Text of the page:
*     Work reporting requirements and premiums would undermine the benefits of expansion. These requirements in other states have pushed down enrollment, reducing the new Medicaid reimbursements that hospitals would receive and forcing them to cover more of the costs of providing care to uninsured patients. With North Carolina’s uninsured rate among the highest in the nation, rural hospitals in our state struggle more than their peers in many other states to cover the cost of uncompensated care.

*     Hospitals are key to rural economies. Hospitals create jobs, attract and retain companies that bring local jobs, and keep the local workforce healthier and more productive. Also, research shows that each hospital job lost in a rural community destroys another local job, effectively doubling the economic cost of rural hospital closures.

“Full Medicaid expansion would strengthen hospitals’ finances,” said Suzy Khachaturyan, Budget & Tax Center Policy Analyst and co-author of the report. “And saving rural hospitals is essential to the long-term economic vitality of many communities in North Carolina.”

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NC Democratic Party Requests Extended Early Voting in Counties Impacted by Hurricane Dorian PDF Print E-mail
The Campaign Trail
By Administrator   
Thursday, 05 September 2019 10:53

The North Carolina Democratic Party requested the State Board of Elections extend early voting hours for the NC-09 and NC-03 special elections in counties where voting will be impacted by Hurricane Dorian. Initially, the party requested extending early voting to Saturday, Sunday and/or Monday in Robeson County to “offset the early voting time lost” due to the storm. As more county boards and early voting sites closed across the state, the party subsequently requested that those impacted counties receive the same consideration. Read the full letter online here.

 

“Voters impacted by Hurricane Dorian deserve the same opportunities to have their voices heard as people in counties who are spared the worst of the storm’s impact,” NCDP Chairman Wayne Goodwin said. “Extending early voting hours in affected counties will ensure that every person’s vote will be counted regardless of where they live, and we hope the State Board of Elections takes the necessary steps to ensure that voters are not disadvantaged simply for living in the path of the storm.”

 

In NC-03, three counties are under mandatory evacuation and five more are under voluntary evacuation. Across NC-03 and NC-09, 20 counties are scheduled to close early vote sites over the coming days. With conditions worsening toward the end of the week, extending early voting will help ensure North Carolinians have the opportunity to make their voices heard in the special elections while staying safe from the storm.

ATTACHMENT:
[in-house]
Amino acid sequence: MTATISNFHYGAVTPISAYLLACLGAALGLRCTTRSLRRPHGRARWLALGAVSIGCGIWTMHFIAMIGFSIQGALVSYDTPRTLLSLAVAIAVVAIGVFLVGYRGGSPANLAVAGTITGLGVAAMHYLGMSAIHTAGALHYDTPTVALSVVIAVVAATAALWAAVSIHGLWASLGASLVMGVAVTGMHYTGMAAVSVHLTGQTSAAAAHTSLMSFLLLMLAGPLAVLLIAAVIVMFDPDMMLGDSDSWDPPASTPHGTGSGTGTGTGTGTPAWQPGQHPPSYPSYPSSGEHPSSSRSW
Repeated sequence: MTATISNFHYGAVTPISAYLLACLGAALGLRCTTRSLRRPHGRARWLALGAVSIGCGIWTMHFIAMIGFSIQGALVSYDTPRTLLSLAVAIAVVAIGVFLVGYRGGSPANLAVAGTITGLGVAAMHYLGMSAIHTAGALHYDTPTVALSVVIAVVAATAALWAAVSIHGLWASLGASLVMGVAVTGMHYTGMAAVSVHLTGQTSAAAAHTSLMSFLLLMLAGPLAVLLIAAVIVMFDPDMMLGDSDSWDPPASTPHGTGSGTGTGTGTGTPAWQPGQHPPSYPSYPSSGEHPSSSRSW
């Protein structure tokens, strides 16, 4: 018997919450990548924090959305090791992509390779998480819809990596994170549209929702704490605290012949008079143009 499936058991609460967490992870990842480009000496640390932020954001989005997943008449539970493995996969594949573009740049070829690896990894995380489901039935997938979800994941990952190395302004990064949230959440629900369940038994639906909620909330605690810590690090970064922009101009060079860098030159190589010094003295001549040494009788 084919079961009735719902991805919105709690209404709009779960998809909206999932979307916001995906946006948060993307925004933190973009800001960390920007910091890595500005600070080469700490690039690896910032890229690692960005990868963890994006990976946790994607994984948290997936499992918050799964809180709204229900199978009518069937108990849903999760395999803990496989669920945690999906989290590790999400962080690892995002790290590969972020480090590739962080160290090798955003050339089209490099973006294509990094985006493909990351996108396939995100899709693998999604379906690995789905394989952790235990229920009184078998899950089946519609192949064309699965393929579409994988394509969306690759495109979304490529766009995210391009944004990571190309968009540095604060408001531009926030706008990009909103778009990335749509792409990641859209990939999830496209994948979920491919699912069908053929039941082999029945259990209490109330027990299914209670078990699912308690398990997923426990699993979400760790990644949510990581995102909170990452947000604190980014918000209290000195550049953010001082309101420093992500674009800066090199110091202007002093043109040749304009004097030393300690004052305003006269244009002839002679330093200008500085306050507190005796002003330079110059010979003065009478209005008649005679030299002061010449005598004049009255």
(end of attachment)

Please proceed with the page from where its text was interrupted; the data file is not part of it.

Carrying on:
Closures and evacuations across the state include…

  

•Beaufort (NC-03): Early voting closed at noon Thursday, through Friday.

•Bladen (NC-09): Early voting sites closed Thursday and Friday.

•Carteret (NC-03): Early voting sites closed through Friday.

•Chowan (NC-03): Early voting sites closed at noon Thursday, through Friday.

•Craven (NC-03): Early voting closed Thursday and Friday.

•Cumberland (NC-09): Early voting available until 1pm Thursday at County Board of Elections only.

•Currituck (NC-03): Under mandatory evacuation. Early voting closed at noon Thursday, through Friday.

•Dare (NC-03): Under mandatory evacuation. Early voting sites closed through Friday.

•Greene (NC-03): Early voting closed Thursday and Friday.

•Hyde (NC-03): Under mandatory evacuation. Early voting sites closed through Friday.

•Jones (NC-03): Early voting sites closed Thursday and Friday.

•Lenoir (NC-03): Early voting sites closed Thursday and Friday.

•Onslow (NC-03): Early voting sites closed Thursday and Friday.

•Pamlico (NC-03): Early voting sites closed Thursday and Friday.

•Pasquotank (NC-03): Early voting until 5pm at Thursday at County Board of Elections only. Early vote sites closed Friday. 

•Perquimans (NC-03): Early voting until 5pm Thursday at County Board of Elections only. Early vote sites closed Friday.

•Pitt (NC-03): Early voting sites closed through Friday.

•Robeson (NC-09): Early voting sites closed Thursday.

•Scotland (NC-09): Early voting sites closed Thursday.

•Tyrrell (NC-03): Early voting until 5pm Thursday at County Board of Elections only. Early vote sites closed Friday.